This is what Anne said to me last night as we were snuggling before she went to sleep.
And my heart dropped. Because she was voicing the same words I have been uttering to myself for years.
It has always been my fear that my children will struggle with depression the way I do. I worry about it often and watch them carefully for signs.
Anne has expressed this feeling of being sad to me more than once. It hasn’t been often enough to cause my husband and me to worry too much. We have simply talked about it with her and explained that everyone feels sad sometimes. It’s ok to feel that way, even if you don’t know why.
But if a pattern is emerging, I want to be on top of it. Because my parents weren’t aware of what was going on with me. And if Anne shows more signs of sadness/depression – withdrawing from normal activities, tantruming again, seeming sad a lot of the time – we will take more action.
I am especially sensitive to Anne’s sadness right now.
Probably because I have been not doing well with my latest antidepressant. It has seemingly stopped working already. Or, more likely, it’s not the right one for me. Not only am I irritable again, but my anxiety level is skyrocketing – which is oddly, a side effect of this particular drug. And I am not sleeping well again.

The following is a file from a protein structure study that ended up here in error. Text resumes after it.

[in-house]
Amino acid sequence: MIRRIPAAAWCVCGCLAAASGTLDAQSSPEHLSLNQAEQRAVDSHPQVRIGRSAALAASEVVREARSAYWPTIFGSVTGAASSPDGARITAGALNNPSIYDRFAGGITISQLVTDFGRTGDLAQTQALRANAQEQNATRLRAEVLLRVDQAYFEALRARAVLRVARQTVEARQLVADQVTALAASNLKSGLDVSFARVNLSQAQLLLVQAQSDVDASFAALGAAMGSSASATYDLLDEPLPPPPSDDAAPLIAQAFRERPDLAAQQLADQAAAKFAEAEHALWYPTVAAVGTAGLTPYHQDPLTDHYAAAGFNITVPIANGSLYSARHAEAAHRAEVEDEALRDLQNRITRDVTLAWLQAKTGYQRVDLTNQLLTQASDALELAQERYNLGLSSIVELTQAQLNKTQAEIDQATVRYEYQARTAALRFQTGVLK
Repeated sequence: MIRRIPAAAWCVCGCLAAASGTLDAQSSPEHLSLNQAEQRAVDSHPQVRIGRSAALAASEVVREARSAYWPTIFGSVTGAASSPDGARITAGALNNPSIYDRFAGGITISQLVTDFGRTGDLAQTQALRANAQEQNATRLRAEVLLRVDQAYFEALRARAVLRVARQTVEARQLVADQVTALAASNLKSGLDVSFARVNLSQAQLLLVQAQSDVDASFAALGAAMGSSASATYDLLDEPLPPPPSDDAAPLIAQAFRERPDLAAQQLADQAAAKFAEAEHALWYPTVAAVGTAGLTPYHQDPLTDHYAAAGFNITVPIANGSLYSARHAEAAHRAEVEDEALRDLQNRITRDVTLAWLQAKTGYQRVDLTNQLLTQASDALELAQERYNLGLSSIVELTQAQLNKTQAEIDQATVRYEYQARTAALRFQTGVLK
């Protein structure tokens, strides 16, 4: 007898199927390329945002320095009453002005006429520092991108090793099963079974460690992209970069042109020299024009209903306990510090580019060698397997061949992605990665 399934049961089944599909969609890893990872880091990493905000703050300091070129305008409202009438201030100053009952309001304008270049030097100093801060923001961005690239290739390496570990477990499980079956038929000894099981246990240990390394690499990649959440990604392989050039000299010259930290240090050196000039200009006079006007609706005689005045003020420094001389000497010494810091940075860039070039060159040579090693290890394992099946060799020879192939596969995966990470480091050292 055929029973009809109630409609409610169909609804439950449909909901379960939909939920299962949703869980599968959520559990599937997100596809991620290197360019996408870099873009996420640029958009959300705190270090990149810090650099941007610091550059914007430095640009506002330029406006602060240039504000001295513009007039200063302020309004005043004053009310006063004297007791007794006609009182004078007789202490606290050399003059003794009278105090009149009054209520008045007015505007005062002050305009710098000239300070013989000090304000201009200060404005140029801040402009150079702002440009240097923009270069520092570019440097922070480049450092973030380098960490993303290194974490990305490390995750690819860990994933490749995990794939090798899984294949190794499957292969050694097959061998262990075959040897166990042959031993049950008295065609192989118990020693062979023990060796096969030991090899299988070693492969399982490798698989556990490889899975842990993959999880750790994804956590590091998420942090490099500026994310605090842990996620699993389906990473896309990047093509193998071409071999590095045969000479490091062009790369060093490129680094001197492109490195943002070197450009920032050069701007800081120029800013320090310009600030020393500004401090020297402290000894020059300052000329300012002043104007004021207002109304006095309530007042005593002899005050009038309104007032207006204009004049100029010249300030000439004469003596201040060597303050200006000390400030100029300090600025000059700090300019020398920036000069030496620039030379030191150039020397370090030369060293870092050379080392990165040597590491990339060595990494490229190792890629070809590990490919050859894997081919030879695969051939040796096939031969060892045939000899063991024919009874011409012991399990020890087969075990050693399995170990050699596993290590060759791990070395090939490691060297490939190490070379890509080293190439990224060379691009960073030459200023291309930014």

And you know what? I’m fed up.
I’m tired of the carousel of medications. Tired of them making me feel normal again and then – poof – enter terrible side effects. Tired of not being able to lose weight because of them. Tired of not knowing – who am I, when I’m not medicated?
It’s always been my goal to get off antidepressants. My doc and therapist have said it’s a very reasonable goal, since my depression is situational and not very severe. I can always have an anti-anxiety pill on-hand to take as needed, instead of a daily dose of meds. And if the depression reoccurs, as it has in the past, I can try a daily med again.
So … I’m going for it. Under my doc’s supervision and my husband’s watchful eye, I am weaning off the meds. It’ll take a month to get off them. Today is the first day I cut my dose in half. And I feel good.
I am hoping that since I have changed my lifestyle – working less, eating better, working out, getting more alone time – that I will be successful with this next step.
So today I am full of hope. Hope that I am able to do this. And hope that my dear Anne won’t go through this herself one day. And if she does – well, at least I know what she’s dealing with and can help her through it.
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